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TILE BURLINGTON FREE PRESS: THURSDAY APRIL 25, 190V.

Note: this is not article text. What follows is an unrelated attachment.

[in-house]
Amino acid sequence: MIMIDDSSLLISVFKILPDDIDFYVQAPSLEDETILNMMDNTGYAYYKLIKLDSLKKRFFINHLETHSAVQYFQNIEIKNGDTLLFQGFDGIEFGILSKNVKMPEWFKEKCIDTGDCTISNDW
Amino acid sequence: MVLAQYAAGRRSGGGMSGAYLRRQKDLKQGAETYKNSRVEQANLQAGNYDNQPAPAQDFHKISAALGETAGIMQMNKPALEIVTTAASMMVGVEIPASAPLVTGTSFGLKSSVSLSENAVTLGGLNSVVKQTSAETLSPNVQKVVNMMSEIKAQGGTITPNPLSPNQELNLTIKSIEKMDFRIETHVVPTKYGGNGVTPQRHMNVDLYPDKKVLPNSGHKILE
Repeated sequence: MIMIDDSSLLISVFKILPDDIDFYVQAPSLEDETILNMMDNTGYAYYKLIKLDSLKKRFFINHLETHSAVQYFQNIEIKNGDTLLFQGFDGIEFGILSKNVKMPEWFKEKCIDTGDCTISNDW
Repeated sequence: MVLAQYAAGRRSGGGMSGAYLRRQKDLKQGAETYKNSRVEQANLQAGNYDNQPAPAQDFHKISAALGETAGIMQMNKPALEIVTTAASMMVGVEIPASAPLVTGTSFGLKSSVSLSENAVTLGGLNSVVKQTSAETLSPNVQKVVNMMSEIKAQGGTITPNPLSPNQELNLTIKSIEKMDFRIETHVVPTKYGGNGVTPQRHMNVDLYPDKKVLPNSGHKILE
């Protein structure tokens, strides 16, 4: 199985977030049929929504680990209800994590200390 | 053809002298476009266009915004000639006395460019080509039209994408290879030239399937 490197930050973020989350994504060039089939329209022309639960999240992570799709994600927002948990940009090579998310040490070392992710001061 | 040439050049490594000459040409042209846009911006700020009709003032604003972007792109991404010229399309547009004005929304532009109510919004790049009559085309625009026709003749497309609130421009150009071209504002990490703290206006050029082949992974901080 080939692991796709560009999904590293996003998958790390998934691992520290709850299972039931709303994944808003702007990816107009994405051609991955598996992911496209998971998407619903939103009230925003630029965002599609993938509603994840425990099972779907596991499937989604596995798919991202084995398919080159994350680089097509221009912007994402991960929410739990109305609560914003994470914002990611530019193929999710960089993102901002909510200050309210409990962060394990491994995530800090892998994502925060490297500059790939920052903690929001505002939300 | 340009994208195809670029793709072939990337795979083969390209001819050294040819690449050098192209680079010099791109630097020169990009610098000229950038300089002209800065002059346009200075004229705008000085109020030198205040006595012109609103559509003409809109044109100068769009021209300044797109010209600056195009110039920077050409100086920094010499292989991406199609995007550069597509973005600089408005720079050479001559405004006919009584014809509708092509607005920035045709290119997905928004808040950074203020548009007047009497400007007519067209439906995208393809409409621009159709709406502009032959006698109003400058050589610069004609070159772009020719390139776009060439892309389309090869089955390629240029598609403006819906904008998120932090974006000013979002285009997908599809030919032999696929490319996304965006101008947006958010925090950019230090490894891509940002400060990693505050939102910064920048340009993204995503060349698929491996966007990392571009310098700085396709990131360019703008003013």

lO THE CONQUEST sf CANAAN By BOOTH TARKINGTON, Author of "Cherry," "Monsieur Bcaucnlre," lite. II COPYRIGHT, 1 DOS, BY CHAPTKn X. E woke to the light of morning amazed mill full of u strange wonder because lie did not know what hud amazed Lira. A chime of liclls sounded from a church steeple across the square, rinsing out In assured righteousness, summoning the good people who maintained them to come and sit beneath them or be taket task, and they fell so dismal ly upon Joe's ear Unit he bestirred hlin Kelt and rose, to the delight of his mon grel, who leaped upon him joyfully. An hour later or thereabout the pair ' emerged from the narrow stairway and ( stood for a moment, blinking in the j fair sunshine, apparently undecided j which way to go, The church bells wore silent. There was no breeze. The i r trembled a little with the deep pip i -s of the organ across the square, t; id, save for that, the town was very r dot. The paths which crossed the T'rthousi; yr-rd were flecked with t ndy shadow, the strong young foil ji of the maples not moving, having tht air of observing the Pnbbath with oirlety. The organ ceased to stir 1 uir. and ail was in quiet, yet n ilet which for Louden was not peace. - looked at Ills watch and, without ending It, spoke the hour aloud, "A c arter past 11." The sound of his n voice gave him a little shock, j rose without knowing why, and as I did so It seemed to him that he ml close to his ear another voice, a i uii.-in's, troubled and insistent, bu j ar and sweet, raying: 'Homember! Across Main street i dge at noon!" it was so distinct that he started and 1 iked round. Then he laughed. "I'll 1 seeing circus parade next." His ighter Hod, for, louder than the rlng in his ears, unmistakably came the i- -alns of a faraway brass band which 1 d no existence on land or sea or in 1 e waters under tho earth. 'Here!" he said to the mongrel. "We n -od a walk, I think. Let's you and me move on before the camels turn the corner." The music followed him to the street, where he turned westward toward the river, and presently as he walked on, fanning himself with his straw hat, it faded and was gone. But the voice he Lad heard returned. "Remember! Across Main street bridge at noon!" it said again close to his ear. This time he did not start. "All r'ght," he answered, wiping his fore head. "If you'll let nie alone, I'll be there." At a dingy saloon rorner near the river a shabby little man erected him heartily and petted the mongrel. "I'm mighty glad you didn't go, alter all, Joe," he added, with a brightening face. "Go where, Happy';" Mr. rear looked grave. "Don't you rec'Iect moetln' me last night?" Louden shook his head. "No. Did 1 V" Tho other's jaw fell, and his brow corrugated with self reproach. "Well, if that don't show what a thick head I am! I thought ye was all right er I'd gone on viith ye. Nobody -'d 'a' walk ed straighter nor talked straigliter. Said ye was goln' to leave Canaau fer good and didn't want nobody to know t. Paid ye was goin' to take the 'leven o'clock through train fer the west and told me I couldn't come to the deepo with ye. Said ye'd had enough o' Cn ii'ian and of everything. I follered ye part way to the deepo, but ye turned und made a motion fer me to go back, and I done it because ve seemed to be kind of In trouble, and I thought ye'd ruther be by yersolf. Well, sir, it's nne on we." "Not at nil," said Joe. "t was all right." "Was ye?" returned the other. "Do remember, do ye?" "Almost," Joe smiled faintly. "Almost," echoed Happy, shaking his Lead seriously. "I tell ye, Joe, of 1 was j-ou" ho began slowly, then paused nnd shook his head again. lb seemed on the point of delivering somo advice, but evidently perceiving the snobbish ness of mich a proceeding, or else con vinced by his own experience of the futility of it, be swerved to cheerful ness: "I Lear the boys Is all goln' to work hard fer the primaries. Mike says ye Kot some chance ye don't know about. He swears yo'll bo the next mayor of Canaan." "Nonsense! Folly and nonsense, Hap py! That's the kind of thing I used to think when I was a boy. But now- -pshaw!" Joe broke oif with a tired laugh. "Tell them not to waste their time! Are you going out to the Beach this afternoon?" Tho little man lowered Lis eyes moodily. "I'll be near there," ho said, i.craplng his patched shoe up and down the curbstone. "That feller's In town ng'ln." "What fellow?" " 'Nashville' they call him. Kd's the name he give tho hospital. Cory him that I snaked the night you come baeli to Canaan. IIo's after Claudlno to git his evens with me. He's made a raise sioraewhere's and plays the spender And her well, I reckou she's tired waltlu' tablo at the National House tired o me, too. I got a hint that they're goln' out to the Beach together this afternoon." Joo passed his hand wearily over his aching forehead. "I understand," ho uald, "and you'd better try to. Cory's laying for you, of course. Vou say he's after your wlfoV He must have set n bout It pretty openly if they're going to tho Bench today, for there Is always n crowd thero on Sundays. Is it hard for you to see why he's doing It? It's because ho wants to make you jealous, What for? Ho that you'll tacklo him n pain. And why does he want that? Uecanso lies ready for you!" BROTHERS The other's eyes suddenly became bloodshot, his nostrils expanding In credibly. "Heady, Is he? He better be ready. I" "That's enough!" Joe Interrupted swiftly. "We'll have no tall; like that. I'll settle this for you myself. You send word to Cluudiuc that I want to see her at my olilce tomorrow morning, and you-you stay away from the Beach today. Give me your word." Mr. Fear's expression softened. "All right, Joe," he f.ald. "I'll do what ever you tell me to. Any of us Ml do that; we sure know who's our friend." "Keep out of trouble, Happy." Joe turned to go and they shook hands. "Oood day, and. keep out of trouble!" When hu had gone Mr. Tear's coun tenance again gloomed ominously, und, shaking his head, he rumlnatlvely en tered an adjacent bar through the al ley door. The Main street bridge was an old fashioned wooden covered one, dust colored and very narrow, squarely framing the fair open country beyond for the town had never crossed the river. Joe found the cool shadow In the bridge gracious to his hot brow, and through the- slender chinks of the worn flooring he caught bright glltnpRcs of running water. When liv came out of the other end he felt enough re freshed to light a cigar. "Well, here I am," he said, "across Main street bridge, and it must be getting on toward noon!" lie spoke almost with the aspect of daring and Immediately stood still listening. " 'He- member,' ' he ventured to repeat, again daring" 'remember! Across Main street bridge at noon!'" And again he listened. Then ho chuckled faintly with relief, for the voice did not return. "Thank God, I've got rid of that!" he whispered. "And of tho circus band too!'1 A dusty road turned to the right, fol lowing the river and shaded by bi.v sycamores on the bank. The mongrel, intensely preoccupied with this road, scampered away, ills nose to thc grouud. "Good enough," sjid the master. "Lead on nnd I'll come aftc you." But he had not far to follow. The chase led him to a half hollow lo which lay on a low grass grown levee above the stream where the dog's in terest in tile pursuit became vivid: temporarily, however, for after a few minutes of agitated investigation he was seized with Indifference to the whole world, panted briefly, slept. Jou sat upon the log, which was in the shade, and smoked. Tor the first time it struck Joe that it was a beautiful day, and it came to him that a beautiful day was a thine which nothing except death, sickness oi Imprisonment could take from him, nol even the ban of Canaan. T'nforewnrn ed music sounded In his ears again. I but he did not shrink from It now. This was not the circus band be had heard as he left the square, but a mel ody like a faraway serenade at night as of "the horns of elf land faintly blowing," nnd he closed ills eyes with the sweetness of it. "Go ahead." he whispered. "Do that nil you want to. If you'll keep It up like this awhile, I'll follow with 'Little Brown Jug. How I Love Thee!' It seems to pay after all!" The welcome strains, however, were but the prelude to a harsher sound which interrupted and annihilated them the courthouse bpll clanging out 12. "All right," said Joe. "It's noon nnd I'm 'across Main street bridge.' " He opened his eyes and looked about him whimsically. Then he shook his head again. A lady had just emerged from tin bridge and was coming toward hlra. It would be hard to got at Joe's first Impressions of her. We can find con veyance for only the broadest and heaviest. Ancient nnd modern Instances multiply the caso of the sleeper who dreams out a Ion? story in accurate color and fine detail, a tale of years, in the opening and shutting of a door. So with Joseph in tho brief space of the lady's approach. And with bim, as with the sleeper, It must have been tn fact It was In his recollections later a blur of emotion. He had little kuowledge of tho mil Ilnery arts, and he needed none to see the harmony harmony like that of the day he had discovered a little while ago. Her dress and hat and gloves nnd parasol showed a pale lavender over tint like that which he had seen over spreading the western slope. (After ward he discovered that the gloves she wore that day were gray and that her hat was for the most part white.) The charm of fabric and tint belonging to what she wore was no shame to her, not being of primal Importance beyond herself. It was but tho expression of her daintiness and the adjuuet of It. J3hc was tall, but If Joo could have epoken or thought of her as "slender" he would havo been capable of calling her lips "red," In which case he would not have been Joe and would have been as far from the truth on her lips were from red or as her supreme dell cateness was from mere sleudernoss. She was to pass hlm-so he thought and ns she drew nearer his breath camo faster. "Remember! Across Main street bridge at noon!" Was this the fay of whom the voice had warned hlra? With that, there be fell him tho mystery of last night. Ho did not remember, but It was as If he lived again dimly tho highest hour of happiness In a llfo a thousand years ago: perfume and music, roses, nignt Ingales and plucked harpstrlngs. Yes, Bometbing wonderful was happening to him, She had stopped directly In front of hlm-Btopped and stood looking at him with her clear eyes. He did net lift his own to hers, ne had long expert HARPER once of the averted gaze of wonion, but It was not only that. A groat shynoas beset him. He had risen and removed his hat, trying (Ineffectually) not to clear his throat, his every day senso urging upon him that slio was a stran ger In Canaan who had lost her way the preposterousuess of any one's loslnij the way In Canaau not Just now up pealing to his every dny sense. "Can I-can I" he stammered, blushing miserably, meaning to finish with "direct yon," or "show you tho wny." Then ho looked at her again and saw what seemed to him the strangest sight of IiIh life. The lady's eyes had tilled with tears filled and overfilled. "I'll sit here on the log with you," she said. And her voice was tho voice which ho had heard saying: "Kemem bert Across Main street bridge at noon!" "What!" he gasped. "Ton don't need to dust It!" she wont on tremulously. And even then ho did not know who she was. CHAPTHll XI. t I HKRIO was a silence, for If the d.'17.Icd young man could havo spoken at all he could havo found nothing to say; and, per haps, the lady would not trust her own voice Just then. His eyes hud fallen again. He was too ia?.eu ami, in trutu, too panic stricken now to look at her, thouah if lie hud been qulto sure that I she was part of a wonderful dream he might have dared. She was seated bo side him, and had handed him her par asol In a little way which seemed to Imply that of course he had reached for 1 1, so that It was to be seen how used sh; was to havo all tiny things done for her, though this was not then of ills tremulous observing. He did perceive, however, that he was to furl the dainty thing. He pressed the catch nnd let down the top timidly, ns if fearing to break or tear it, and as it closed, held near his face, he caught a very faint, liweet, spicy emanation from It like wild roses and cinnamon. Ho did not know her, but his timid ity and a strange little choke In his throat, the sudden fright which had seized him, were not caused by em barrassment. He hud no thought that she was one he had known, but could not for the moment recall. There was nothing of tho awkwardness of that. No; he was overpowered by the mira cle of this meeting. And yet, white with marveling, ho felt it to be so much more touchingly a greater happi ness than he had erer known that at first it was inexpressibly sad. At last he heard her voice again, shaking a little, as she said: "I am glad you remembered." "Remembered what?" he faltered. "Then you don't?" she cried. "And yet you came." "Came here, do you mean?'' "Yes now, at noon." "Ah!" he half whispered, unable to speak aloud. "Was It you who said who said: 'Remember! Acrosa across' " " 'Across Main street bridge at noon!' " she finished for him gently. Yes." He took a deep breath In tho wonder of It. "Where was It you said that?" he asked slowly. "Was it last night?" "Don't you even know that you came to meet me?" "I came to to meet you!" She gave a little pitying cry, very near a sob, seeing his utter bewilder ment. "It was like the strangest dream In the world," she said. "You were at the station when I came last night. You don't remember at all?" Ilii eyes downcast, Ills face burning hotly, he could only shake his head. "Yos," she continued. "I thought no one would he there, for I had not written to say what train I should take, but when I stepped down from the platform you were standing there, though you didn't see me at first not until I had called your name and ran to you. You said, 'I've come to meet you,' but you said it queerly, I thought. And then you called a carriage for me. But you seemed so strange. You couldn't tell how you knew that I was coining, and and then I I understood you weren't yourself. You were very quiet, but I knew I knew! So 1 made you get into the carriage and and" She faltered to n stop, and -with that shame lteolf brought htm courage. He turned and faced her. She had lifted her handkerchief to her eyes, but at his movement she dropped It, and it was not so much the delicate loveli ness of her face that he saw then as the tears upon her cheeks. "Ah, poor boy!" she cried, "I know! I knew!" "Ton you took me home?" "You told me where you lived," she answered, "Yes, I took you home." "I don't urideratand," he stammered huskily. "I don't understand." She leaned toward him slightly, look ing at him with great lntentness. "You didn't know me last night," uhe said. "Do you know me now?" For answer he could only stare at her, dumfounded. He lifted an un steady hand toward her appeallngly, but the manner of the lady as she saw the truth underwent an April change. "You teld nu where you lived," eh an twend. She drew back lightly. He was fa vored wKJi tho most delicious low laugh he had over heard, and by somo magic whisk which she accomplished there was no sign of tears about her, "Ah, I'm glad you'ra the same, Joe!" she said, "You nevor would or could pretend very well. I'm glad you're the Name, and I'm glad I'vo changed, though that Isn't why you have for gotten me. You've forgotten ino be-c-nuso you never thought of me. Per Lnps I should not have known you If you had changed n great deal, ns I have." Ho started, leaning back from her. "Ah," she laughed, "Hint's It I That funny little twist of the head you al ways had, like n-liko n well, you know t must havo told you a thousand times that It was like a. nlco friendly puppy. So why shouldn't I say so now? And your eyebrows! When you look like that nobody could ever for get you, Joe." ( He rose from tho log, and the mon grel leaped upon hlin uproariously, thinking they nero to go home, belike to food. Tho lady laughed again, "Don't let him spoil my parasol. And I must warn you now: Never, never trend on my skirt! I'm very irritable about such tilings!" He had taken three or four uncertain backward steps from her. She sat be- i'r.fn lllfll riwlt'lllt tflill lH1?Mr. ttli lovvl0,t creature lie. had over aeeu, but ,)etW(ell llim nnd tlli8 charming vision there swept, through tho warm, scented Juno air, a veil of snow like a driven fog, and half obfrured In the heart of It a young girl stood knee deep In n drift piled against an old picket gate, her black waterproof nnd shabby skirt flapping In the bllzziid like torn nails, one of her hands outstretched to ward him, her startled eyes fixed on his. "And, oh, how like you," said the lady; "how like you and nobody elo In the world, Joe, to have a yellow dog!" "Ariel Tabor!" Ills lips formed, the vords without sound. "Isn't It about time?" she said. "Are strange ladies in the habit of descend ing from trains to take you home?" Once, upon a white morning long ago, the sensational progress of a certain youth up Mnin street had stirred Ca naan. But that dny was as nothing to this. Mr. IJantry had left temporary paralysis in his wake, but in the case of the two young people who passed slowly along the street today it was petrifaction, which seemingly threat ened In several instances (most nota bly that of Mr. Arp) to become perma nent. The lower portion of the street, lined with three and four story buildings of brick and stone, rather grim and hot facades under the midday sun, afford ed little shade to the church comers, who wore working homeward in pro cessional little groups and clumps, none walking fast, though none with the nppearance of great leisure, since neither rate of progress would Lave been esteemed befitting the day. Tho growth of Canaan, steady, though nev er startling, had left almost all of tho churches downtown, and Main street the principal avenue of communication between them and the "residence sec tion." So today the irermittent pro cession stretched along the new cement sidewalks from' a little below the square to upper Main utreet, where maples lined the thoroughfare and the mansions of the nllluent stood among' pleasant Imwus and shrubberies. It was late, for tilts had been a com- ! niunion Sunday, and those far In ad- 1 vance, who had already reached the pretty and shady part of the strept, were members ot the churches where services had been shortest, though few In the long parade looked as If they had been attending anything very short, and many heads of families were crisp in their replies to the theological inquiries of their offspring. The meu imparted largely a gloom to tho Itin erant concourse, most of them wearing hot, long black coats and having wilt ed their collars, the ladles relieving tltis gloom somewhat by the lighter tints of their garments, the spick and span little girls relieving It greatly by their white dresses and their faces, tho latter bright with the hope of Sunday ice cream, while the boys, experiencing some solace in thnt they wero finally out where a person could at least scratch himself if he had to, yet op pressed by tho decorous necessities of the day, marched along, furtively planning behind impe.rturbably secre tive countenances various meana for the later dispersal of an odious monot ony. Usually the conversation of this long string of tho homeward bound was not too frivolous or worldly. Nay; it properly inclined to discussion of tho sermou. It was a serious and seemly Sunday parade, the propriety of whoso beha vior was today almost disintegrated when the lady of the bridge walked up the street in the shadow of a lacy lav ender parasol carried by Joseph Lou den. The congregation of the church across the square that to which Joe's stepaunt had been late-was Just de bouching, almost In mass, upon Main street when these two went by. It Is not qulto the truth to say that all ex cept tho children came to a dead halt, but it is not very far from It. The air was thick with subdued exclamations and whisperings. Here Is no mystery. Joe was prob ably the only person of respectable derivation In Canaau who had uot known for weeks that Ariel Tabor was on her way home. And tho news that she' bad arrived the night before had been widely disseminated on the way to church, euterlug church, in church (even so!) and coming out of church, An account of her house In the Ave nue Henri Martin and of her portrait In tho HjUon a mysterious business to many arid not lacking In grandeur for that had occunled two columus In the 'iocsln on a day some mouths be' foro when Joe had found himself In Imlcally headlined on the first page and had dropped the paper without reading further, Ariel's name had been In the month of Canaan for n long time unfortunately for Joe, how ever, not in the mouth of that Canaan which held cottvrsn with him. Joe bad not known her. The wom en recognised her Infallibly nt first glance, even those who had quita for gotten her, And tho women told their meu; hence the un-Sunday like de meanor of the procession, for few towns hold It more unseemly to stand and aturo at passersby, especially on the Sabbath. But Ariel Tnbor return edand walking with with Joo Lou den! Ariel flushed n little when she per ceived the extent of their conspicuous iipks, but It was not the blush that Joe remembered Lad reddened the tanned skin of old, for hor brownness had gone long ago, though It had not left her merely pink and white This was n delicate roslness rising from her cheeks to her temples, ns the earliest dawn rises. If there had been many words left in Joe ho would have called It a divine blush. It fascinated him, and If anything could hnve deepened tho glamour about her It would havo been this blush. He did not under etund It, but when he saw It ho stum bled. Those who gaped and titnred wero for him only .blurs In the background. Truly, he saw "men ns trees walk ing," and when It became necessary to step out to the curb In passing some clump of people It was to him as It Ariel nnd he, enchanledly alone, were working their way through underbrush In the woodM. Ho kept trying to realize that this lady of wonder was Ariel Tabor, but ho could not. lie could not connect the shabby Ariel, whom he had tronted ns one troy treats another, with this young woman of the world. He had always been embarrassed himself nnd nuharaetl of her when nnythlng she did made him remember that, nfter all, she was a girl, as on tho day he ran away when he kissed a lock of his hair escaping from the bandage. With that recollec tion even his ears grew red. It did not seem probable that It would ever happen again. The next Instant ho heard himself calling her "Miss Ta bor." At this she seemed amused. "You ought to have called me that years ago," she said, "for all you knew me." "I did know her you, I mean," he answered. "I used to know nearly everything you were going to nay be fore you said It. It soeins strange now" "Yes," she interrupted, "it docs seem strange now." "Somehow," he went on, "I doubt If now I'd know." "Somehow," she echoed, with fine gravity, "I doubt It too." Although he had so dim a perception of the staring and whispering which greeted and followed them, Ariel, of course, was thoroughly aware of It, though the only sign she gave was tho slight blush, which very soon disap peared. That people turned to look at her may have been not altogether a novelty. A girl who Lad learned to appear unconscious of the continental atare, the following gaze of the boule vards, the frank glasses of the costan za In Rome, was not 111 equipped to face Main street, Canaan, even as It was today. Under the sycamores before they started they had not talked a great deal. There had been long silences, al most all her questions concerning the period of his runaway absence. She appeared to kuow and to understand everything which had happened since his return to the town. He had not, In his turn, reached tue point vwiere ne would begin to quesuon nor. ic too breathless In bis consciousness ot hi. mnrvplous nresent hour. She had tol(1 uim of ttlri (j,.ath of Roger Tabor, L,, ., w,,,.., i.innf man!" she said nt'ir" "Ho lived to see 'how the oth er fellows did If at last, nnd everybody liked him. lie was very happy over there." After a little while she had said that it was growing close upon lunch time; bho must be going back. "Then-then-goodby," he replied ruefully. "Why?" "I'm afraid you don't understand. It wouldn't do for you to be seen with me. Perhaps, though, you do under stand. Wasn't that why you asked me in meet- von out here beyond the bridge?" In answer she looked at him full and straight for three seconds, then threw back her bead and closed her eyes tight with laughter. Without a word she took the narasol from him, opened it herself, placed the smooth white coral handle of it In his hand and ngnuj took his nrm. There was no further demur on tho part of the young man. Ho did not know where she was going. Ho did not ask. Once Ariel smiled politely, not at Mr. Loudon, and Inclined her head twice, with the result that the latter, after thinking for a time of how gracefully sho did It and how pretty tho top ot her hat was, became gradually con scious of a meaning in her action that she had bowed to some one across the street. He lifted hla hat, about four minutes late, and discovered Mamie Pike and Eugene upon the opposite pavement walking homo from church together. Joe changed color. The sound of Ariel's voice brought him to himself. "She is lovelier than ever, Isn't sho?" "Yes, Indeed," he answered blankly. "Would you still risk" sho began, smiling, but, apparently thinking bet ter of It, changed her question: "What is the name of your dog, Mr. Ixmden? You hnvon't told me." "Oh, he's just a yellow dog," he evad ed unaklllfully. "Young man!" she said sharply. "Well," he admitted reluctantly, "I call him Speck for short." "And what for long? I want to know his real name," "It's mighty Inappropriate, because we're fond of each other," said Joe, "but when I picked him up he was so yollow and so thin and so creeping nnd so scared that I christened him 'Re spectability.' " They wero now opposite the Pike mansion, and, to his surprise, she turn ed, Indicating the way by a touch upon his sleeve, aud crossed tho street toward tho gate, which Mamie and Eugene had entered. Mamie, after ex changing n word with Eugeuo upon tho steps, was already hurrying Into the Louse. Ariel paused at the gato as If malt ing for Joe to open It. "Don't you know?" she crlod. "I'm staying here. Judge Pike has cbargo of all my property. He was the ad ministrator or something." Then, see ing him chopfillon and aghast, sh went on: "Of courso you don't know. You don't kuow anything about me. You haven't even asited. "You'ro going to llvo hero?" he gasped, "Will you come to see me?" she laughed. "Will you come this after noon?" Ho grew white. "You know I can't," he said. "You came here once. You risked a good deal then just to sco Mamie dance by a window. Don't you dare a little for an old friend?" "All right," he gulped. "I'll try." Mr. Bantry had come down to the gate and was holding It open, his eyes ilxed upon Ariel, within them a rising glow. An Impression came to .Too aft erward thnt his stepbrother had looked very handsome. "Possibly you remember me, Miss Tabor?" said Kugeno in a deep and Impressive voice, lifting Ills hat. "We were neighbors, I bollove, In the old days." She gave him her hand In a fashion somewhat mannerly, favoring him with n bright, negligent smile. "Oh, quite," she answered, turning again to Joe as she entered tho gate. "Then I shall expect you?" "I'll try," said Joe. "I'll try." He stumbled away, Respectability and be together Interfering alarmingly with the comfort of Mr. Flltcroft, who had stopped In the middle of the pave ment to stare glasslly at Ariel. Hu ston o nccotnpanled the latter into the house, and Joe, looking back, under stood. Mamie hnd sent his stepbrother to bring Ariel In and to keep him from following. "This afternoon!" Tho thought took away his breath, and he became paler. cnAPTKR XII. hearing the wheels of tho brougham crunch the gravel of the carriage drive, hurried away down the broad hall and disappeared. Ariel dropped her par asol upon a marble topped table near the door and, removing her gloves, drifted into a room at the left, where a grand piano found shelter beneath crimson plush. After a moment of contemplation she pushed back tho cov erlet and, seating herself upon the plush covered piano stool (to match), lot her fingers run up and down the keyboard once and fall listlessly in her lap as slio gazed with deep interest at three life sized colored photographs In carved gilt frames upon the wall she was facing Judge Pike, Mamie and Mrs. Pike, with her rubies. "Please don't stop playing, Miss Ta bor," said a voice behind her. She had not observed that Eugene had followed her Into the room. "Very well, If you like," she answer ed, looking up to smile absently at him, and she began to play a rakish lit tle air which, composed by some rattle brain at a cafe table, had lately skip ped out of the Moulin Bougo to disport Itself over Paris. She played it slow ly in the minor, with elfish pathos, while he leaned upon the piano, his eyes fixed upon her fingers, which bore few rings none, he observed with an unreasonnblo pleasure, upon the third finger of the left hand. It's one of those simpler Grieg thiBgf)i )Rn,t Itr ne Bald) sKUng pen- tly. "I care for Grleu'. "WTould you mind It being Chnral nade?" she returned, dropping her eyes to clonk the sin. "Ah, no; I recognise it now," replied Eugene. "He appeah to me even more than Grelg." At this sho glanced quickly up nt him, but more quickly down njain, and hastened the time emphatically, swing- ing the little nlr Into the major. "Do you play 'The Pilgrim's Chor us?' " She shook her head. "Vous namo pas Wagner?" Inquired Eugene, leaning toward her. "Oh, yes," she answered, bending her head far over, fo that her face was concealed from him, except tho chin, which, he saw with a thrill of Inex plicable emotion, was trembling slight ly. There were some small white flow ers upon her hat, and these shook too, When she turned to him he was sur prised to see that she looked astonish ingly happy, almost as if she had been struggling with Joy instead ot pain. "This chair," she said, sinking Into it, "makes tne feel at home." Naturally he could not understand. "Becnuse," she explained, "I onco thought I was going to live In It. It has been rcupholstered, but I should kuow It if I met it anywhere In the world." "How very odd!" exclaimed Eugene, staring. "I settled here In pioneer days." sho went on, tapping the arms lightly with her finger tips. "It was the lastdnuco 1 went to In Canaan." "I fear tho town was very provincial at that time," he returned, having com pletely forgotten the occasion alio men tioned, therefore wishing to shift tho subject. "I fear you may still find it so. There Is not much here that one is in sympathy with Intellectually-few people really of the world." "Pew people, I suppose you mean," she said softly, with a look that went "7t' one of tiwr stmplcr Orlfl fifnys, fun't P he tuid. MAMIU waiting just Inside the door as Ariel and Eugene en tered, gave the visitor a pale greeting and a moment later, deep Into his e,yes "few people who really understand one." Kugene had seated himself on the till of an open window close by. "There has been," he answered, with the ghot-t of a sigh, "no one." Mamie appeared In tho doorway, nnd Kugene roso swiftly. "I have been trying to persuade Miss Tabor," he ex plained, with something too much ot laughter, "to play ngaln. You heard that little thing of ChamlnndoV- Mamle did not appear to hear hlin She entered breathlessly, and thero was no color In her cheeks, "Ariel," alio exclnlmed, "I don't want you to think I'm a tale bearer"-- 'Oh, my dear!" Ariel said, with a gesture of deprecation. "No," Miss Pike went on, all in on breath, "but 1 am afraid you ril think it, because papa knows, and ha wants to see you." "What Is It that he knows?" "That you were walking with Joseph Louden!" (This was as if she had said, "That you poisoned your moth er.") "I didn't toll him, but when ho saw you with hlin I was troubled and asked Kugene what I'd better do, be cause ho always knows what Is best" (Mr. Pantry's expression, despite this tribute, wns not happy.) "And he ad vised me to tell mamma about It and leave It In her hands. But she always tells papa everytbln?" - "Certainly; that Is understood, " said Ariel slowly, turning to smllo at Ku gene. Tho daughter ot the house exhibited signs of consternation. "He wants to see yon," she repeated falteringly, "He's in th library." Having thus discharged her errand, she hastened to the front door, which Lad been left open, and out to the steps, evidently with the intention of removing herself as soon and as far as possible from the vicinity of tho li brary. Eugene, visibly perturbed, followed her to the doorway ot the room and paused. "Do you know the way?" he Inquir ed, with a note of solemnity. "Where?" Ariel had not risen. "To the library." "Of course," she said, beaming upon him. "I was about to ask you If yon wouldn't speak to the judge for n e. This Is such a comfortable old friend, tills chair." "Speak to him for you?" repeated the nonplused Eugene. She nodded cheerfully. "If I mj trouble you. Tell him certainly I shall be glad to see him." Eugene went. There was nothing else to do. And he wished with every step that the distance to the portnM of the library might have been greater In whatever guise he delivered ths pummons, It was perfectly efficacious. A door slammed, a heavy and rapid tread was heard In the hall, and Artel without otherwise moving, turned hot head and offered a brilliant smile ot greeting. "It was good of you," she said as the doorway filled with red. Imperial wrath, "lo wish to have a little chat with n-e. I'm anxious, of course, to go over my atTalrs with you. and last night after my Journey I was too tired. But now we might begin, not in detail, of conr.se, just yet. That will do for later when I've learned more about business." Th great one had stopped on thf threshold. "Madam," he began coldly, "when 1 say my library I mean my" "Oh, yes," sh interrupted, with ami able weariness; "I know. You mea'j i you keep all the papers and books of , the estate In tin-re, but I think we J better put them off for a few days"- "I'm not talking about the estate1" he exclaimed. "What I want to talk to you about Is being seen with Joseplj Louden!" "Yes," she nodded brightly. "That's along the line we must take up first" "Yes, it 1st" He hurled his bull bas. at her. "You knew everything about him and his standing in this communi- i ty! I know you did, becnuse Mrs. Plki told me you asked all about him from Mamie after you came last night, and see here, don't you" I "Oh, but I knew before that," sht l laughed. "I had a correspondent it I Canaan, one who has always taken a ' srreat Interest In Mr. Louden. I asked Miss Pike ouly to get her own point of view " "I want to tell you. madam," ha shouted, coming toward her, "thnt no member of my household" "That's another point we must take up today. I'm glad you remind me of It," she said thoughtfully, yet with so magically compelling an Intonation that he stopped his shouting In tlx middle of a word, stopped with an apoplectic splutter. "We must arrange fo put the old house In order at once." We'll arrange nothing of the sort he responded nfter a moment of angry cIlanr.A "Vnll'pa trulne- ie ntnv Hffhl here." ah, i Enow jour uosuiiniuy, bum bowed graciously, "But of course I n-mut nnt tnr If inn tnr. And about Mr. Louden? As I said, I want to speak to you about him." "Ves." be Intervened harshlr. "so at n i 'til irnin r t n rin ii nini'K i mi ii . . . t li 1 I V...ltl find"- . A L'Hlll ?t lltl 1111 KlCl 1UU.-I t til DU U 1 Uli "He's a dear old friend ot mine, you know, and I have made up my mind IWUV 1 C IJULIl UttU KtO HIIJ', ' " w " "What!" "Yos." she continued calmly, "In l have great Interests In a hundred di rections, nil more Important than mine. - . . j, I 1 ..L.A,li-l AO T fill it- itni ifiir inai run huuuiu tui whol burdfltt of my affaire, and J think It will ne nest iu rtuiu .m T nc yr mnn nf hiiHlncse. Hi IUIIIU " ..i.i t.i ra mi trip enrps nt iiiit csl:ll off your shoulders." nri li m wlin Runnrn KtMHlliess. lcamu hm nunpcnponil hlu livnil ri Ta nfl flntl I III neck faded Kplotchlly. mi a MT V t wnn' oabull 111 til Vrtt oviii i iinn't bnaiu1 wtitnnr nr nn A iUIn m.